Greece’s talks with creditors are not a ‘bargaining game,’ writes FinMin Varoufakis

“It would be pure folly to think of the current deliberations between Greece and our partners as a bargaining game to be won or lost via bluffs and tactical subterfuge,” Greek Finance Minister Yanis Varoufakis writes in an op-ed piece published Monday by The New York Times, as representatives of the cash-strapped nation try to convince its eurozone partners to give it more time to renegotiate a new debt deal.

“In the current deliberations between our European partners and Greece’s new government, the whole point is to forge new motives,” Varoufakis writes. “To fashion a fresh mind-set that transcends national divides, dissolves the creditor-debtor distinction in favor of a pan-European perspective, and places the common European good above petty politics, dogma that proves toxic if universalized, and an us-versus-them mind-set.”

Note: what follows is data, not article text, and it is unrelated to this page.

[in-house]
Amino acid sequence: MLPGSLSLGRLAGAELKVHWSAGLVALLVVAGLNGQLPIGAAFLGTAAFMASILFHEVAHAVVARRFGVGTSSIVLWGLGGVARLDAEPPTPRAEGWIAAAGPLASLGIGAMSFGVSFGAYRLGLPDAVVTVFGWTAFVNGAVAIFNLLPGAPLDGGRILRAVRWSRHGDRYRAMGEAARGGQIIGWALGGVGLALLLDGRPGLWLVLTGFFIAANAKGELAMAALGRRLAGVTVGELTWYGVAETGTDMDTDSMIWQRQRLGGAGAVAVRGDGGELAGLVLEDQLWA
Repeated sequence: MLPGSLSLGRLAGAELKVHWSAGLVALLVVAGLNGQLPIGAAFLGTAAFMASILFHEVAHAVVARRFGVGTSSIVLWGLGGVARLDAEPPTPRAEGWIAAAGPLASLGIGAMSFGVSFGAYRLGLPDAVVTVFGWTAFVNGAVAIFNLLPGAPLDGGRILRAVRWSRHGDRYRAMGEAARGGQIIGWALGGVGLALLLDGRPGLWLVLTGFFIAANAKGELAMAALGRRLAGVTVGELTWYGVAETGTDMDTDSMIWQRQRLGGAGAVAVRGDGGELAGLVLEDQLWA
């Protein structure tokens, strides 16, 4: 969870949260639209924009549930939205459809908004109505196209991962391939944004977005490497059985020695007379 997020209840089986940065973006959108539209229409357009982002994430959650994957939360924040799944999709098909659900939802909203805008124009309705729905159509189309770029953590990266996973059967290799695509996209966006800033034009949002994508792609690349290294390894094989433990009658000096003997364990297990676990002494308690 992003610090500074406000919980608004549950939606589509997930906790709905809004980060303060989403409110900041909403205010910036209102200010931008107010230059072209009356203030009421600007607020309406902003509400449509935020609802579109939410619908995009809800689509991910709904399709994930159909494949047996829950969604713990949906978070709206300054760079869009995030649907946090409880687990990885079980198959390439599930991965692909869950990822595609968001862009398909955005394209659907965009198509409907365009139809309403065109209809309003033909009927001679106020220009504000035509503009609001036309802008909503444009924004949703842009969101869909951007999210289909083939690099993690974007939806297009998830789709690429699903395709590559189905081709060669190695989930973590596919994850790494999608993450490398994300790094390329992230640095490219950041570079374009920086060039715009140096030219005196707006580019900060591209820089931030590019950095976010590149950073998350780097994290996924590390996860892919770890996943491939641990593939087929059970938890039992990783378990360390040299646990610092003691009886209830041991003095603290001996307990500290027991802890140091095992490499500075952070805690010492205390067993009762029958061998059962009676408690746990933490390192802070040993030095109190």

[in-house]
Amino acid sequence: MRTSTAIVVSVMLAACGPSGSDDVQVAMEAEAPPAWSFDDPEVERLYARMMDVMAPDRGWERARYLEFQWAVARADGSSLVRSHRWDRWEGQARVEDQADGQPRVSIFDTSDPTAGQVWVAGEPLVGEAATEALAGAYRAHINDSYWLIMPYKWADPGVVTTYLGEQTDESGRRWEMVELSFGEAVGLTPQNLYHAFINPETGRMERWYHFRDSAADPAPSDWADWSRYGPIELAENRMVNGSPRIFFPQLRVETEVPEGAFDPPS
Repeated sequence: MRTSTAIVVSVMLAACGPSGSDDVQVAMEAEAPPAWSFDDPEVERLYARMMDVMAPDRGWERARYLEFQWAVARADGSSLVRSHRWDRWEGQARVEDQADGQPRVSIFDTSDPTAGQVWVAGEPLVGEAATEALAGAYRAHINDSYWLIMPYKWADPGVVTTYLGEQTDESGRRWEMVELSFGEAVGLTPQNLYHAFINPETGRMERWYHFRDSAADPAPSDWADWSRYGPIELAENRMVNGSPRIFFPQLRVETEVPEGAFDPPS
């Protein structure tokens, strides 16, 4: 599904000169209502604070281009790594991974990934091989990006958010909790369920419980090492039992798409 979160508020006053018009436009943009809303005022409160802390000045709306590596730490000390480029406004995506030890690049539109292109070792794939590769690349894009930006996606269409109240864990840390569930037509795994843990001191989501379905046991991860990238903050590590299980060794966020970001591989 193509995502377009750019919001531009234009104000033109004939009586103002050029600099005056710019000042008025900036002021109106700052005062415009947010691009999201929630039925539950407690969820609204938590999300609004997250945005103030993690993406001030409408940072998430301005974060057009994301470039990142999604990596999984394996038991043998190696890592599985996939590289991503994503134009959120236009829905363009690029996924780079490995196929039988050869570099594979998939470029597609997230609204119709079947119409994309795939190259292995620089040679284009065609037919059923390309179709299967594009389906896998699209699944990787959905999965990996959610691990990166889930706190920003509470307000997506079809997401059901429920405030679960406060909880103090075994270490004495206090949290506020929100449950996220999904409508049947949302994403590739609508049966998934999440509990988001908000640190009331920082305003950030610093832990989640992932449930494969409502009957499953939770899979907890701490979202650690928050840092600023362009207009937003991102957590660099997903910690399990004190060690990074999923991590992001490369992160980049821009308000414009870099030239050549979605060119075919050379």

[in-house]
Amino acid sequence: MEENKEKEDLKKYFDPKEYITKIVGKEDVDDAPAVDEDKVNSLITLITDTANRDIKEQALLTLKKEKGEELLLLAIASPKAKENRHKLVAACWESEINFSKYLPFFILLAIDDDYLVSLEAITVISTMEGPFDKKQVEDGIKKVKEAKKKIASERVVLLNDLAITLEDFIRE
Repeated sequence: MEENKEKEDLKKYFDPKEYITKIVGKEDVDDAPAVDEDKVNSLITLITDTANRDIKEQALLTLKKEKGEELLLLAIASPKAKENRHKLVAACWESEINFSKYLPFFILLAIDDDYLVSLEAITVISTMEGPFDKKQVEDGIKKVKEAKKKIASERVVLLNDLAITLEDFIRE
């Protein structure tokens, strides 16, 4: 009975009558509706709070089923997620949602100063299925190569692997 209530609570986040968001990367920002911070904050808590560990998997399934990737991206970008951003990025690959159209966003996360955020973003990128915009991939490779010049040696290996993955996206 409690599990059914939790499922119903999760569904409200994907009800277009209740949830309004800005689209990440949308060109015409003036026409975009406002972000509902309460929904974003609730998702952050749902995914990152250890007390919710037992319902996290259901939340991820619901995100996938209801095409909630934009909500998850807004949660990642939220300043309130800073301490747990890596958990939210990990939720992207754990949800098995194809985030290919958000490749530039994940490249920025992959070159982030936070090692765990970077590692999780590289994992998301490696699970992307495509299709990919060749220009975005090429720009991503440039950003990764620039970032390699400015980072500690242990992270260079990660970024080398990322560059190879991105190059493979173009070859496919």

However, the outspoken finance chief of the recently elected leftist government, reiterated that Athens has set certain conditions that are not up for negotiation, despite mounting pressure from EU partners, and Germany in particular, for Greece to commit to the bailout terms and targets agreed by the previous administration.

“The lines that we have presented as red will not be crossed. Otherwise, they would not be truly red, but merely a bluff,” Varoufakis writes in The New York Times in a piece titled “No time for games in Europe.” “We shall desist, whatever the consequences, from deals that are wrong for Greece and wrong for Europe.”